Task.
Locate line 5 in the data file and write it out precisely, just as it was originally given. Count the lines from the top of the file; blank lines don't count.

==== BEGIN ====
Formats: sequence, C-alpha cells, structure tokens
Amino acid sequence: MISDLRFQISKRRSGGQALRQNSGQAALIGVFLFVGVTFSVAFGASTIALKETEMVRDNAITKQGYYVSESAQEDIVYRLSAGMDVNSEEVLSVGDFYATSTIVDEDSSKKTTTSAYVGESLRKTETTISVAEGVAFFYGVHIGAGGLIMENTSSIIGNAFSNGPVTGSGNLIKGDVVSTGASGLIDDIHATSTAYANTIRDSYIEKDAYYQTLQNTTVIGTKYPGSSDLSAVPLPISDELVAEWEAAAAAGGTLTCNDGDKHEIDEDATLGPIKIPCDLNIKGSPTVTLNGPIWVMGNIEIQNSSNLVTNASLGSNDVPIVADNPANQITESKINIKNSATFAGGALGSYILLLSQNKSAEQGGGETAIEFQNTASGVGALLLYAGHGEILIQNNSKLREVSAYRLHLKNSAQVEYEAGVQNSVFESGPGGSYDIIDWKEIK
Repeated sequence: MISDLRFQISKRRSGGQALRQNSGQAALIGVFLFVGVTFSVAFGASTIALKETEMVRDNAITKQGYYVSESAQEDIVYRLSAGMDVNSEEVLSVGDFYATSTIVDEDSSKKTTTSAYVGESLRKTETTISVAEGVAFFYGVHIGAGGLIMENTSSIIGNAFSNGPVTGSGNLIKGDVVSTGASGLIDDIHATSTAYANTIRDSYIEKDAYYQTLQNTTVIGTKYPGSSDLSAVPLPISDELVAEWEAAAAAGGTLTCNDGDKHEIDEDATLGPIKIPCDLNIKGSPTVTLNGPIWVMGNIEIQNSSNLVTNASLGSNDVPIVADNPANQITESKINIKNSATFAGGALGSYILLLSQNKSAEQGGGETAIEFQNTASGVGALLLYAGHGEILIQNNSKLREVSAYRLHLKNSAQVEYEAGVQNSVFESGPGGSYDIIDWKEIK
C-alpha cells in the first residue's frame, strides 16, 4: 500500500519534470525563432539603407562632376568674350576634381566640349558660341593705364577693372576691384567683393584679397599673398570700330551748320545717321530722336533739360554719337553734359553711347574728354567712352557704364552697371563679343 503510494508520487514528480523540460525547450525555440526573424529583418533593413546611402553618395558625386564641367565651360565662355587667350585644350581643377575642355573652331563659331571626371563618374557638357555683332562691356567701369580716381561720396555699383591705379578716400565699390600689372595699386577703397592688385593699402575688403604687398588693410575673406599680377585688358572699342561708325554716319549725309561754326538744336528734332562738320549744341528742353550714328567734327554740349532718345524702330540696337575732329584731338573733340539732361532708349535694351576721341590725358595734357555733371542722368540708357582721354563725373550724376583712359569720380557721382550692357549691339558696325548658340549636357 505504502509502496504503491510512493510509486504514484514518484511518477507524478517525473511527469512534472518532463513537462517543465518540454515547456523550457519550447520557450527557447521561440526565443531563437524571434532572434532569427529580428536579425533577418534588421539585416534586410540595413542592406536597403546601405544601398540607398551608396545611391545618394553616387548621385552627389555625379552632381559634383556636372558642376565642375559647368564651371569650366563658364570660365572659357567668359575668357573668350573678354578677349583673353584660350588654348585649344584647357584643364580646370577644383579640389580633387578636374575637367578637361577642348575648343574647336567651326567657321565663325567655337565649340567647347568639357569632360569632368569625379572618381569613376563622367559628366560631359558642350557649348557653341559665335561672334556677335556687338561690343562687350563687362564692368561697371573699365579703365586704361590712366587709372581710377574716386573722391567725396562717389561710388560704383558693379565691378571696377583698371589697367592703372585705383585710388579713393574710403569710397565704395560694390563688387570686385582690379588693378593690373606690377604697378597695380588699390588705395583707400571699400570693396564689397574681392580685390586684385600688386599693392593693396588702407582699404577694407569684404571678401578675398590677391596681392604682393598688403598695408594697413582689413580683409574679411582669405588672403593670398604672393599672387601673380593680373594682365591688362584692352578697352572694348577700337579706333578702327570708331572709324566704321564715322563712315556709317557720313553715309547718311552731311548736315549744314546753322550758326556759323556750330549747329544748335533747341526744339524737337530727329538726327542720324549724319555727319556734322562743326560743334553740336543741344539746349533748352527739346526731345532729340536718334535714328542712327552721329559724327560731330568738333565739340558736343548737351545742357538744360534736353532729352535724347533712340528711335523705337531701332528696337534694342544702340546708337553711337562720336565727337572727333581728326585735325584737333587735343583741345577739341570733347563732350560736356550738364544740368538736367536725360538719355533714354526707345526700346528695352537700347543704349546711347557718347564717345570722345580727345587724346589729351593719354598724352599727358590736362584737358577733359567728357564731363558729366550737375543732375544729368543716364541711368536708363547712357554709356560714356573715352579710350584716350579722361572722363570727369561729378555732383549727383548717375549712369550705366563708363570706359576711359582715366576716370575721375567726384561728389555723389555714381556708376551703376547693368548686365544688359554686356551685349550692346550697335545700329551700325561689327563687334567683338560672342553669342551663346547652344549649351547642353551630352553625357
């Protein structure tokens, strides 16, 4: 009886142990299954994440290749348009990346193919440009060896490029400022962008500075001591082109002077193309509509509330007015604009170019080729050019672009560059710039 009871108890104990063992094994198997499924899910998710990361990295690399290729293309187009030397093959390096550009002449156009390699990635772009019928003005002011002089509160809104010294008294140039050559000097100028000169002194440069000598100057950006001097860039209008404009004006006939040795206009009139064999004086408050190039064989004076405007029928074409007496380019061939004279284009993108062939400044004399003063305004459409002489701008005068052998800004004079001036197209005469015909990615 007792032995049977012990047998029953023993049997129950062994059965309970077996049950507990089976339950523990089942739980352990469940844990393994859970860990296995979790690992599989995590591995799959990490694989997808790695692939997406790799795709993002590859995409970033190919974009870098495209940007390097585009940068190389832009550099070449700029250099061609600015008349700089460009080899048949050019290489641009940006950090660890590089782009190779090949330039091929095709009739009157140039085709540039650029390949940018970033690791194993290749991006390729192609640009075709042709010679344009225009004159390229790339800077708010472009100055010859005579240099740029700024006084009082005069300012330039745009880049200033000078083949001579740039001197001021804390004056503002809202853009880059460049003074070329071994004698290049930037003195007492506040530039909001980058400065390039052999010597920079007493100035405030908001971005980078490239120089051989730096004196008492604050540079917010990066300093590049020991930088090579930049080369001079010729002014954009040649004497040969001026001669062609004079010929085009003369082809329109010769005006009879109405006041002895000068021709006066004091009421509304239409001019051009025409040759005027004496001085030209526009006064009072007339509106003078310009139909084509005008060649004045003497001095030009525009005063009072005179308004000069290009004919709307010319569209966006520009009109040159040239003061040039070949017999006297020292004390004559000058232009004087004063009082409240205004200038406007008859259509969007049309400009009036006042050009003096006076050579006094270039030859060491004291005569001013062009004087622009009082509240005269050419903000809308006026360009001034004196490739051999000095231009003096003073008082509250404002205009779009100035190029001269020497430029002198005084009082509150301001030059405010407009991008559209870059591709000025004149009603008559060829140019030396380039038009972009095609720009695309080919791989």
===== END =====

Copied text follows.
């Protein structure tokens, strides 16, 4: 009886142990299954994440290749348009990346193919440009060896490029400022962008500075001591082109002077193309509509509330007015604009170019080729050019672009560059710039 009871108890104990063992094994198997499924899910998710990361990295690399290729293309187009030397093959390096550009002449156009390699990635772009019928003005002011002089509160809104010294008294140039050559000097100028000169002194440069000598100057950006001097860039209008404009004006006939040795206009009139064999004086408050190039064989004076405007029928074409007496380019061939004279284009993108062939400044004399003063305004459409002489701008005068052998800004004079001036197209005469015909990615 007792032995049977012990047998029953023993049997129950062994059965309970077996049950507990089976339950523990089942739980352990469940844990393994859970860990296995979790690992599989995590591995799959990490694989997808790695692939997406790799795709993002590859995409970033190919974009870098495209940007390097585009940068190389832009550099070449700029250099061609600015008349700089460009080899048949050019290489641009940006950090660890590089782009190779090949330039091929095709009739009157140039085709540039650029390949940018970033690791194993290749991006390729192609640009075709042709010679344009225009004159390229790339800077708010472009100055010859005579240099740029700024006084009082005069300012330039745009880049200033000078083949001579740039001197001021804390004056503002809202853009880059460049003074070329071994004698290049930037003195007492506040530039909001980058400065390039052999010597920079007493100035405030908001971005980078490239120089051989730096004196008492604050540079917010990066300093590049020991930088090579930049080369001079010729002014954009040649004497040969001026001669062609004079010929085009003369082809329109010769005006009879109405006041002895000068021709006066004091009421509304239409001019051009025409040759005027004496001085030209526009006064009072007339509106003078310009139909084509005008060649004045003497001095030009525009005063009072005179308004000069290009004919709307010319569209966006520009009109040159040239003061040039070949017999006297020292004390004559000058232009004087004063009082409240205004200038406007008859259509969007049309400009009036006042050009003096006076050579006094270039030859060491004291005569001013062009004087622009009082509240005269050419903000809308006026360009001034004196490739051999000095231009003096003073008082509250404002205009779009100035190029001269020497430029002198005084009082509150301001030059405010407009991008559209870059591709000025004149009603008559060829140019030396380039038009972009095609720009695309080919791989």